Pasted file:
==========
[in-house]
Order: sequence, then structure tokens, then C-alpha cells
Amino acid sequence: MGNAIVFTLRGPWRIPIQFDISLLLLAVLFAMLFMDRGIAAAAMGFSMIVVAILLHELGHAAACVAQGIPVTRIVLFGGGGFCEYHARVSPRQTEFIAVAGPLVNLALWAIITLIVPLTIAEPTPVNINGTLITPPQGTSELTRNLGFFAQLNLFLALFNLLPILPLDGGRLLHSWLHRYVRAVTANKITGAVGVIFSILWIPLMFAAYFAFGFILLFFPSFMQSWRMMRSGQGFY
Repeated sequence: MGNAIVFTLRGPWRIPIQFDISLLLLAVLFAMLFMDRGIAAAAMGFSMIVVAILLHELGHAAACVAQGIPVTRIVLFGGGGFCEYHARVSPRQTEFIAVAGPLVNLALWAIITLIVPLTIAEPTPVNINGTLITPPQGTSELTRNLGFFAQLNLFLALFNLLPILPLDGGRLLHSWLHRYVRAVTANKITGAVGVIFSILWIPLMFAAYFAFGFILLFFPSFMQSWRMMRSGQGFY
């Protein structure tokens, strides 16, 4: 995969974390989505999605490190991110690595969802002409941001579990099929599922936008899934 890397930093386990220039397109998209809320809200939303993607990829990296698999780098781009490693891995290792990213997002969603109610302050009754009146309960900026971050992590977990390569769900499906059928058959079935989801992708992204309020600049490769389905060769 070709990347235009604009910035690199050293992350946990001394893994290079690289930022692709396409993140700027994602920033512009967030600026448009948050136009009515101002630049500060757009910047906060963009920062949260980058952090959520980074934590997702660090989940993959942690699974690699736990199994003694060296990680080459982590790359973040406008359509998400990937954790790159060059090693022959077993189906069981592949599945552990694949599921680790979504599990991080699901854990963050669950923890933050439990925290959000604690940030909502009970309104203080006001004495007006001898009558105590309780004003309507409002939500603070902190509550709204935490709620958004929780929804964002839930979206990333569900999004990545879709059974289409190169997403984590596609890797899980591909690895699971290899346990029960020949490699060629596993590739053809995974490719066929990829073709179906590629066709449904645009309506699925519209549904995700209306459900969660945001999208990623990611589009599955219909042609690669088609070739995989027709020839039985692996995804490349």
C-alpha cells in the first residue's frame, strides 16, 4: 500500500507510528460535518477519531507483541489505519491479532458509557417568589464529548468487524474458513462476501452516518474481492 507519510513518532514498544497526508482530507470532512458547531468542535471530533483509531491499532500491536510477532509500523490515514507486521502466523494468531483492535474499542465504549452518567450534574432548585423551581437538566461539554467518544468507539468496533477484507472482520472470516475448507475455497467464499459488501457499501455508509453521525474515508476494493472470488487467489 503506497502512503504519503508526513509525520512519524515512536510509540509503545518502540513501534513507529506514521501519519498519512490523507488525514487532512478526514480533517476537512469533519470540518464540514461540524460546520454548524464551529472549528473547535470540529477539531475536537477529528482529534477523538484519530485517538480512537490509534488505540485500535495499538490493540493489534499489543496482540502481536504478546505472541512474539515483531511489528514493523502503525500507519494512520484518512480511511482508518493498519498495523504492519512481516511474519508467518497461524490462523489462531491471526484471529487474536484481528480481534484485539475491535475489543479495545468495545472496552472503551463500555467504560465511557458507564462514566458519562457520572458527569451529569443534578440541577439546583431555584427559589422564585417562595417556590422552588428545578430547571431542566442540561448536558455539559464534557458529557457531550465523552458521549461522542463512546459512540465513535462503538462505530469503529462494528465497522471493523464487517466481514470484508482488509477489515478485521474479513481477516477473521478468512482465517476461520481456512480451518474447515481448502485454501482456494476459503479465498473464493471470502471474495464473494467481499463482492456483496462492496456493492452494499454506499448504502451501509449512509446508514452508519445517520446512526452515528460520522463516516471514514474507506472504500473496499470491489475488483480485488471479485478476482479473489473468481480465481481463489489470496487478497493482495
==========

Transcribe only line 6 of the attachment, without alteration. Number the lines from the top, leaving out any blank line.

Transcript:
C-alpha cells in the first residue's frame, strides 16, 4: 500500500507510528460535518477519531507483541489505519491479532458509557417568589464529548468487524474458513462476501452516518474481492 507519510513518532514498544497526508482530507470532512458547531468542535471530533483509531491499532500491536510477532509500523490515514507486521502466523494468531483492535474499542465504549452518567450534574432548585423551581437538566461539554467518544468507539468496533477484507472482520472470516475448507475455497467464499459488501457499501455508509453521525474515508476494493472470488487467489 503506497502512503504519503508526513509525520512519524515512536510509540509503545518502540513501534513507529506514521501519519498519512490523507488525514487532512478526514480533517476537512469533519470540518464540514461540524460546520454548524464551529472549528473547535470540529477539531475536537477529528482529534477523538484519530485517538480512537490509534488505540485500535495499538490493540493489534499489543496482540502481536504478546505472541512474539515483531511489528514493523502503525500507519494512520484518512480511511482508518493498519498495523504492519512481516511474519508467518497461524490462523489462531491471526484471529487474536484481528480481534484485539475491535475489543479495545468495545472496552472503551463500555467504560465511557458507564462514566458519562457520572458527569451529569443534578440541577439546583431555584427559589422564585417562595417556590422552588428545578430547571431542566442540561448536558455539559464534557458529557457531550465523552458521549461522542463512546459512540465513535462503538462505530469503529462494528465497522471493523464487517466481514470484508482488509477489515478485521474479513481477516477473521478468512482465517476461520481456512480451518474447515481448502485454501482456494476459503479465498473464493471470502471474495464473494467481499463482492456483496462492496456493492452494499454506499448504502451501509449512509446508514452508519445517520446512526452515528460520522463516516471514514474507506472504500473496499470491489475488483480485488471479485478476482479473489473468481480465481481463489489470496487478497493482495